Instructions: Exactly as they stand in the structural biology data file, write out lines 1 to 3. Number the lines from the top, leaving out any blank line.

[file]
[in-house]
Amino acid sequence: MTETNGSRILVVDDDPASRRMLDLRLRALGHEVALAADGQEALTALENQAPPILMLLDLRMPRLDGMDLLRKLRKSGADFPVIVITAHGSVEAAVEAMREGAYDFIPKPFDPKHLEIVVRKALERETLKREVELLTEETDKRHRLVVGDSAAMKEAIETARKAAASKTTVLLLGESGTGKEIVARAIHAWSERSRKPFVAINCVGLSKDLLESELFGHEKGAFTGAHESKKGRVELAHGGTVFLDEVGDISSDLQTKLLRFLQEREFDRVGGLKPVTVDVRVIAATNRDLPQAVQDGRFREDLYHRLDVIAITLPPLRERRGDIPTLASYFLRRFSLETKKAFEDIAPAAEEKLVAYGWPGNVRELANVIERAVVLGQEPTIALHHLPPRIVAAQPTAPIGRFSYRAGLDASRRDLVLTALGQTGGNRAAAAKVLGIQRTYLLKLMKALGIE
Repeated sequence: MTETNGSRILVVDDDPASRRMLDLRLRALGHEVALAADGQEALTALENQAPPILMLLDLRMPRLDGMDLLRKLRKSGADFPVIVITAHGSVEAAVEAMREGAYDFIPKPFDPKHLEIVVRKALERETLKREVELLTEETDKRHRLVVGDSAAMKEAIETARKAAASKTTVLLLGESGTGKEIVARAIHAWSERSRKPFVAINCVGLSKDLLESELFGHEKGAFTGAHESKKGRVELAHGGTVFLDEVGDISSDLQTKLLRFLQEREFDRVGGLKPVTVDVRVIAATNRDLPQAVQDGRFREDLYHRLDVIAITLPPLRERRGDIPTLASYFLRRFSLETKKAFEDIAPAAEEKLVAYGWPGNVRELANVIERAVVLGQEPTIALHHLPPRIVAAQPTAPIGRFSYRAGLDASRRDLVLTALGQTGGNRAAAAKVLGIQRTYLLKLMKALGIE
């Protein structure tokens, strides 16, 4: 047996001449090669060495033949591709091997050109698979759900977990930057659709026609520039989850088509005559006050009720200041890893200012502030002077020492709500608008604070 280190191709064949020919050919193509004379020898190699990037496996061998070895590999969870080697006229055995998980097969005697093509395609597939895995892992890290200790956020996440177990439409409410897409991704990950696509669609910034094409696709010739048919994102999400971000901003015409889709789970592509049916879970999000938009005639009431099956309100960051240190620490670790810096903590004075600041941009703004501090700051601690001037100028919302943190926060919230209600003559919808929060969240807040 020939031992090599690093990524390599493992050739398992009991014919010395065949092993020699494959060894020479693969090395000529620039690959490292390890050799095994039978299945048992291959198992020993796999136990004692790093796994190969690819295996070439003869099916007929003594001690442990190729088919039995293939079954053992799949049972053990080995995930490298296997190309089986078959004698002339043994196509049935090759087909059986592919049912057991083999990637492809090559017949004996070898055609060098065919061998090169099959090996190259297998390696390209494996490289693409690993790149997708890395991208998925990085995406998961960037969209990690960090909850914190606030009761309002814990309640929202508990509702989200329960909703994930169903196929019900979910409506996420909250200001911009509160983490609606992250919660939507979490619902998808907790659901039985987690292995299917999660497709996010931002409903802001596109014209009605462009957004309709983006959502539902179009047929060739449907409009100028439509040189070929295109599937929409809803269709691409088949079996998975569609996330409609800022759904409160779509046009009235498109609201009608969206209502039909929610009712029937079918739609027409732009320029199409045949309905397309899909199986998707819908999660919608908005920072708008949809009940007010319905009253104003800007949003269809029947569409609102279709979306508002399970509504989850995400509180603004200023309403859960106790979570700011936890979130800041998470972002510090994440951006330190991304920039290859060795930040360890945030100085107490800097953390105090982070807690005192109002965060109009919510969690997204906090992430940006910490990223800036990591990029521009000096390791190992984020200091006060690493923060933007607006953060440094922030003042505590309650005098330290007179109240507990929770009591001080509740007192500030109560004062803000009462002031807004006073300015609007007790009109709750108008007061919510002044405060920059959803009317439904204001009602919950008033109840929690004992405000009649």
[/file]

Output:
[in-house]
Amino acid sequence: MTETNGSRILVVDDDPASRRMLDLRLRALGHEVALAADGQEALTALENQAPPILMLLDLRMPRLDGMDLLRKLRKSGADFPVIVITAHGSVEAAVEAMREGAYDFIPKPFDPKHLEIVVRKALERETLKREVELLTEETDKRHRLVVGDSAAMKEAIETARKAAASKTTVLLLGESGTGKEIVARAIHAWSERSRKPFVAINCVGLSKDLLESELFGHEKGAFTGAHESKKGRVELAHGGTVFLDEVGDISSDLQTKLLRFLQEREFDRVGGLKPVTVDVRVIAATNRDLPQAVQDGRFREDLYHRLDVIAITLPPLRERRGDIPTLASYFLRRFSLETKKAFEDIAPAAEEKLVAYGWPGNVRELANVIERAVVLGQEPTIALHHLPPRIVAAQPTAPIGRFSYRAGLDASRRDLVLTALGQTGGNRAAAAKVLGIQRTYLLKLMKALGIE
Repeated sequence: MTETNGSRILVVDDDPASRRMLDLRLRALGHEVALAADGQEALTALENQAPPILMLLDLRMPRLDGMDLLRKLRKSGADFPVIVITAHGSVEAAVEAMREGAYDFIPKPFDPKHLEIVVRKALERETLKREVELLTEETDKRHRLVVGDSAAMKEAIETARKAAASKTTVLLLGESGTGKEIVARAIHAWSERSRKPFVAINCVGLSKDLLESELFGHEKGAFTGAHESKKGRVELAHGGTVFLDEVGDISSDLQTKLLRFLQEREFDRVGGLKPVTVDVRVIAATNRDLPQAVQDGRFREDLYHRLDVIAITLPPLRERRGDIPTLASYFLRRFSLETKKAFEDIAPAAEEKLVAYGWPGNVRELANVIERAVVLGQEPTIALHHLPPRIVAAQPTAPIGRFSYRAGLDASRRDLVLTALGQTGGNRAAAAKVLGIQRTYLLKLMKALGIE